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Lurz v. Monahan

August 11, 2006


The opinion of the court was delivered by: Amy J. St. Eve, District Court Judge


In their Second Amended Complaint ("SAC"), Plaintiffs allege that Defendants violated their Fourteenth Amendment Right to Substantive Due Process in violation of 42 U.S.C. § 1983. Plaintiffs also bring a claim under the Americans with Disabilities Act ("ADA"), 42 U.S.C. § 12101 et seq. Before the Court is Defendants' Motion to Dismiss pursuant to Federal Rule of Civil Procedure 12(b)(6). For the following reasons, the Court denies Defendants' motion.


The purpose of a motion to dismiss pursuant to Rule 12(b)(6) is to test the legal sufficiency of a complaint, not the factual sufficiency. Szabo v. Bridgeport Mach., Inc., 249 F.3d 672, 675-76 (7th Cir. 2001); see also Cler v. Illinois Educ. Ass'n, 423 F.3d 726, 729 (7th Cir. 2005) (motion to dismiss challenges complaint's sufficiency). The Court will only grant a motion to dismiss if "it appears beyond doubt that the plaintiff can prove no set of facts in support of his claim which would entitle him to relief." Centers v. Mortgage, Inc., 398 F.3d 930, 933 (7th Cir. 2005) (quoting Conley v. Gibson, 355 U.S. 41, 45-46, 78 S.Ct. 99, 102, 2 L.Ed.2d 80 (1957)). The Court must assume the truth of the facts alleged in the pleadings, construe the allegations liberally, and view them in the light most favorable to the plaintiff. Centers, 398 F.3d at 333.


I. Factual Background

Plaintiffs Timothy Lurz, Error Winterhalter, Raynor Daniels, Darius Mahaffery, Antwone Steward, Marc Burkett, Howard McGee, and Nathan McNeal have been involuntarily civilly committed at the Treatment and Detention Facility in Joliet, Illinois ("TDF") pursuant to the Illinois Sexually Violent Persons Commitment Act (the "SVP Act"), 725 ILCS 207/1 et seq. (R. 35-1; SAC at ¶¶ 1, 4-11.) Plaintiffs have been diagnosed as mentally disabled with a low IQ and have consented to participate in any and all mental health treatment programs provided by the Illinois Department of Human Services ("DHS"). (Id. at¶¶ 4-11, 23.) At or near the completion of Plaintiffs' confinement portion of their sentence, the State filed petitions to have each Plaintiff civilly committed pursuant to the SVP Act. (Id. at ¶ 20.) In the SAC, Plaintiffs allege that Defendants, who are employees of DHS and/or TDF, are violating their due process rights by denying them adequate mental health care treatment that gives them a realistic opportunity for their conditions to materially improve. (Id. at ¶¶ 28-32.) In addition, Plaintiffs allege that Defendants are violating the ADA by not modifying the present mental health treatment plans to meet Plaintiffs' needs. (Id. at ¶¶ 38-41.)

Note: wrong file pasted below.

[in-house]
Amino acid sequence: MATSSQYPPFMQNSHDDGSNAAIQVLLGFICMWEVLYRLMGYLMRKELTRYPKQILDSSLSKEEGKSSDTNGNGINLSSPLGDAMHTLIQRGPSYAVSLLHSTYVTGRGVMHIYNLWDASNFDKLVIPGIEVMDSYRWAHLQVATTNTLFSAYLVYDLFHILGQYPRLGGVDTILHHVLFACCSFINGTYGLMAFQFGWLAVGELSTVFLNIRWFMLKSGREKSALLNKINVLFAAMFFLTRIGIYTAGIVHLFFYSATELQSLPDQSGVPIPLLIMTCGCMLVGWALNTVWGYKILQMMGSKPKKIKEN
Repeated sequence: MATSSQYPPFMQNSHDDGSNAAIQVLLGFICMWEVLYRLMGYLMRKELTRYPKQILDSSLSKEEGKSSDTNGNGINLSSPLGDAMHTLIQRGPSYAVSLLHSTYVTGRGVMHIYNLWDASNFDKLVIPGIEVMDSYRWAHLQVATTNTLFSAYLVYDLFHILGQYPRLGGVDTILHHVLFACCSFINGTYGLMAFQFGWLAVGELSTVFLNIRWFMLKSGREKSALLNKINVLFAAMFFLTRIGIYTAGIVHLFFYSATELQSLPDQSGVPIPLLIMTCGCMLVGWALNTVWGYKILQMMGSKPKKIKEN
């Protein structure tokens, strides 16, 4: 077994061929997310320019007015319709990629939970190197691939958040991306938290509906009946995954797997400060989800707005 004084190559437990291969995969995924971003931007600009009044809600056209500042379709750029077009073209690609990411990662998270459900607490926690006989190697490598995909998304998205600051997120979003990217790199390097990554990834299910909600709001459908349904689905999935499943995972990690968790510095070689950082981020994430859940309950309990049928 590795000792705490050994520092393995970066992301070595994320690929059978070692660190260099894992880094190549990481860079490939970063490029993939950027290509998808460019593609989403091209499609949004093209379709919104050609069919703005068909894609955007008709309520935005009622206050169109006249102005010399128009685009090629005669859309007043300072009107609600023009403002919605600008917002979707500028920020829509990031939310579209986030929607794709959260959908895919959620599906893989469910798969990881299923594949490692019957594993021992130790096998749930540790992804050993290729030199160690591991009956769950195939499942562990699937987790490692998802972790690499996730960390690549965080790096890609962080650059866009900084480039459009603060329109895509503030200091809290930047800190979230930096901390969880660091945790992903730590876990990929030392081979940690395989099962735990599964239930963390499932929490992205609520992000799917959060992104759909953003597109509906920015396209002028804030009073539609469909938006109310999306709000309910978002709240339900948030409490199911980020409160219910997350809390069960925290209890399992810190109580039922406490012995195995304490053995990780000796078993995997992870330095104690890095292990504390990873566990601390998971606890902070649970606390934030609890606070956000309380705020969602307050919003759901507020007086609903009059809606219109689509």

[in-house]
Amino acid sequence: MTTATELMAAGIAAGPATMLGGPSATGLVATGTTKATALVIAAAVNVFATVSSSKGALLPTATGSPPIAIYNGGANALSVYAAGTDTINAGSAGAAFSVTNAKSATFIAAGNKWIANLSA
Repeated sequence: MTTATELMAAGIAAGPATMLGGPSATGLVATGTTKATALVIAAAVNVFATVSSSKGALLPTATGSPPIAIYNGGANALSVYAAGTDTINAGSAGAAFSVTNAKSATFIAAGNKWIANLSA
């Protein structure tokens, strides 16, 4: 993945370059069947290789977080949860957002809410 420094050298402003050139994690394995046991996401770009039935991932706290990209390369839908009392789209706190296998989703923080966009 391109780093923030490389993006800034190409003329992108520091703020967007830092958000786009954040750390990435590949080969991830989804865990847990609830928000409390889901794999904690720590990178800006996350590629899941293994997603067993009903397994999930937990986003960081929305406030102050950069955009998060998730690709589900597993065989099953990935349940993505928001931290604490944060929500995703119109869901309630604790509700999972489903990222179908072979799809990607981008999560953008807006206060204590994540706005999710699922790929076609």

Plaintiffs premise their due process claim on Defendants' alleged failure to: (1) provide Plaintiffs with sex offender treatment providers who are properly trained in the treatment of mentally disabled individuals; (2) differentiate between the needs of mentally disabled residents and other residents not diagnosed as mentally disabled, and tailor the programs to meet the needs of both; and (3) provide individualized treatment programs designed for mentally disabled individuals. (Id. at ¶ 28a-c.) Plaintiffs allege that Defendants have failed to provide constitutionally adequate treatment because their present treatment substantially departs from accepted professional judgment, practice, or standards. (Id. at ¶ 29.)

II. Prior Lawsuit